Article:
Tullow expects half year revenue of around $700m, reflecting production of 61,200 barrels of oil per day (bopd) - in line with expectations - and a realised oil price of $58 a barrel.
Asset sales and first half delivery means full year production guidance has been lowered to 55,000 - 61,000 bopd, from 60,000 - 66,000.
More detailed half year results are expected on 15 September.
The shares rose 2.0% in early trading.
Recent times have been unrelentingly tough for Tullow.
An oil price crash of epic proportions, and exploratory wells coming up empty, culminated in a plummeting share price and questions raised about the group's ability to honour its debt payments.
To that end, the successful debt refinancing is a crucial milestone which gives Tullow a chance to regroup. Multiple asset sales have given a much needed boost to cashflows too, and together with cost cutting means the balance sheet's in much better condition.
Production forecasts appear to have stabilised as well, and over 50% of the next half's production is hedged - which helps put a floor under the price it receives for its oil. In fact the group now reckons it can be comfortably cash flow positive with oil prices of $60 a barrel, well below today's $76.15 a barrel. All-in-all, Tullow is on a more stable footing and the question now turns to one of delivery.
That could be hindered by the fact that the drive for greater efficiency has come at a price. Capital expenditure was 41.2% lower in 2020 than a year earlier, and the target's been cut again. Under-investing for a sustained period risks damaging the business's long-term prospects, since oil that's pumped today must ultimately be replaced with new reserves if the group is to have a future. This hasn't caused any glaring issues so far, but it's something to keep an eye on.
Growth in the mature Ghanaian oil fields should be relatively steady, although there are no guarantees. The more important update will be from Kenya. A total redesign has been done, and the technical work complete, but so far we've little indication about what these assets could mean for the group's fortunes. The market is likely to react to the project update, good or bad, which is expected in the coming months.
Even assuming the short term financial hurdles are cleared, Tullow faces a difficult future. The oil & gas industry looks set for massive disruption in the years ahead - as the rise of renewables hits market demand and investors give environmentally unfriendly companies the cold shoulder. That will likely leave smaller, debt laden producers, like Tullow, at the mercy of an uncertain market.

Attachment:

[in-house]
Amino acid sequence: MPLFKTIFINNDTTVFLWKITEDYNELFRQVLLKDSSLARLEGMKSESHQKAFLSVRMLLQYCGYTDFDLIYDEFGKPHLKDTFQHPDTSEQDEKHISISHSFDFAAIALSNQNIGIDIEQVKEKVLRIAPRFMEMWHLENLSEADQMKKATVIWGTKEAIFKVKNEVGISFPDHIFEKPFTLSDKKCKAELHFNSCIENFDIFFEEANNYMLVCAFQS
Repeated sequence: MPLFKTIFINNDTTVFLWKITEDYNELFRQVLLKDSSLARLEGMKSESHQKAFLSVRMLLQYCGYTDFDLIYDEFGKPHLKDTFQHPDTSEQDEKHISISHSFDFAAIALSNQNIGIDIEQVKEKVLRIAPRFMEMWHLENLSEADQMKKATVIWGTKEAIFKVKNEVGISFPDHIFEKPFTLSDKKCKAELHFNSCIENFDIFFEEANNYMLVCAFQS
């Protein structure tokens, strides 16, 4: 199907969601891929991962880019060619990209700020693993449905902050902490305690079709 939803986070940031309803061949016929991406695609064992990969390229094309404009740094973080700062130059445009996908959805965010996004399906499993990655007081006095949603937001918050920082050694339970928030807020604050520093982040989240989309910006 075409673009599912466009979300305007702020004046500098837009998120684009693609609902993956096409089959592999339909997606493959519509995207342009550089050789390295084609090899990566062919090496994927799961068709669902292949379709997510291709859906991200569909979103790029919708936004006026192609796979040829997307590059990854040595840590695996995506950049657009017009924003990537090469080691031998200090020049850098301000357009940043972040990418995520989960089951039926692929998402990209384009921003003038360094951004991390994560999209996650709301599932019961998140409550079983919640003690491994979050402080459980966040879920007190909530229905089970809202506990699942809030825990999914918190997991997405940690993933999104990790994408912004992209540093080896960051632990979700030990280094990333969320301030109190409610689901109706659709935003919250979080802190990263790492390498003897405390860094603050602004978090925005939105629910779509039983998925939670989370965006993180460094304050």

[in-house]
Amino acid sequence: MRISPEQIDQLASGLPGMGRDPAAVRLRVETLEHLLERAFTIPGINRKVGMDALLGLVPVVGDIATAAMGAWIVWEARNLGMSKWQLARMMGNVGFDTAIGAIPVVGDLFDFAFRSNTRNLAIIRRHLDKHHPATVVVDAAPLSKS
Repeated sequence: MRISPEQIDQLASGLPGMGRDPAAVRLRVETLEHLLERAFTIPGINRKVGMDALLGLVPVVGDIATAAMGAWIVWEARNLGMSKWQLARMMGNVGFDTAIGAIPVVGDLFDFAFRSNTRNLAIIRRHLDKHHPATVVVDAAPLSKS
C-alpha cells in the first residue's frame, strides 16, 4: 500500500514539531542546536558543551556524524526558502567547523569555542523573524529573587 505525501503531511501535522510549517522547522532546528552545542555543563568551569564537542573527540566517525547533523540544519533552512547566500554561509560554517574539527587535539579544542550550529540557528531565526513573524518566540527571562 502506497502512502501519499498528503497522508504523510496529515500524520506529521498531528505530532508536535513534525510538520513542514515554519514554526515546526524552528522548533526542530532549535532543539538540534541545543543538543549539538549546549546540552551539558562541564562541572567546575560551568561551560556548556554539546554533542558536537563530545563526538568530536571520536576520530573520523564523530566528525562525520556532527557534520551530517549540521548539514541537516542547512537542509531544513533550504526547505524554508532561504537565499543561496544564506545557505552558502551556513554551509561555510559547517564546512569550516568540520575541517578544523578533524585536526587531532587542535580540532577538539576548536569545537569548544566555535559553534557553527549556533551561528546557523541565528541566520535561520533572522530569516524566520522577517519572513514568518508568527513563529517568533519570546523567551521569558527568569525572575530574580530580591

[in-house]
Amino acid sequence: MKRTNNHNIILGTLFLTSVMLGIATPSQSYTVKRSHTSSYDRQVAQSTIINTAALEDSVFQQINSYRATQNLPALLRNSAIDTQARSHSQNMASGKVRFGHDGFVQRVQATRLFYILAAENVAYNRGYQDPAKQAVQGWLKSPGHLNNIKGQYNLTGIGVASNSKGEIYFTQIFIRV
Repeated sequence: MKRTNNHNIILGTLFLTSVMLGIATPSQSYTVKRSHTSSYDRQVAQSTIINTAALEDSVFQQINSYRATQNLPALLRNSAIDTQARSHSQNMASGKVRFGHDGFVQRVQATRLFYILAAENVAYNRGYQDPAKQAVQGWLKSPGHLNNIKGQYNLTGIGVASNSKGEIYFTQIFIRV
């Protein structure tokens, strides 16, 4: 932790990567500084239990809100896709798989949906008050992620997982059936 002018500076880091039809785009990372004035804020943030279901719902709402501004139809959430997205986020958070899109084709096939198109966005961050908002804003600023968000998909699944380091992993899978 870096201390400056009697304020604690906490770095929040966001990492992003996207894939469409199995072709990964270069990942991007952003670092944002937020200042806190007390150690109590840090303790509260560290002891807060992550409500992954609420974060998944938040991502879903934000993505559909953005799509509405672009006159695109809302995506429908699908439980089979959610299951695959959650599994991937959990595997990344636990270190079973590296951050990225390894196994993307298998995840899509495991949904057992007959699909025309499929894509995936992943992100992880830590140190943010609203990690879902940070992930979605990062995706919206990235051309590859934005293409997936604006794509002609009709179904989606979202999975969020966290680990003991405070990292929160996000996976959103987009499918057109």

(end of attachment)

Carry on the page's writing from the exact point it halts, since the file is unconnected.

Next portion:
Tullow Oil key facts
- Price/earnings ratio: 11.4
- Ten year average Price/earnings ratio: 14.1
- Prospective dividend yield (next 12 months): 0.0%
All ratios are sourced from Refinitiv. Please remember yields are variable and not a reliable indicator of future income. Keep in mind key figures shouldn't be looked at on their own - it's important to understand the big picture.
Half year trading update
In Ghana, production at the Jubilee oil field was better than expected, averaging 70,600 bopd, or 25,100 on a net basis. At the TEN oil field, gross production reached 37,000 bopd. FPSO (''Floating production storage and offloading'' vessels used to extract and store oil), was up and running over 98% of the time.
The first Jubilee producer is doing slightly better than pre-drill expectations. New wells mean average production from Jubilee is expected to increase in the second half.
Net production of 18,800 bopd was in line with expectations in Tullow's non-operated division. The group has re-allocated some capital expenditure to accelerate the Simba expansion development in Gabon, following asset sales. The Kenya project has been fully redesigned, and an update is expected in the second half.
The group said it has hedges in place for 51% of forecast production.
Capital expenditure was $100m, and underlying operating cash flow is expected to come in at around $200m for the first half.
Tullow completed the sales of its Equatorial Guinea assets and the Dussafu Marin permit in Gabon to Panoro in March and June for around $133m. The group could also receive cash payments up to $40m, depending on asset performance and oil price.
The group has refinanced its debt. Tullow issued $1.8bn in bonds with a maturity date in five years, and also arranged a new $500m revolving credit facility. Net debt was around $2.3bn as at the end of June 2021.
Full year capital expenditure guidance has been lowered to $250m, from $265m. That's largely because of the asset sales. If oil prices are $60 per barrel for the rest of the year, full year underlying cash flow should be around $600m.
A Final Investment Decision for the Lake Albert Development in Uganda is expected, which would result in a $75m payment to Tullow from Total.
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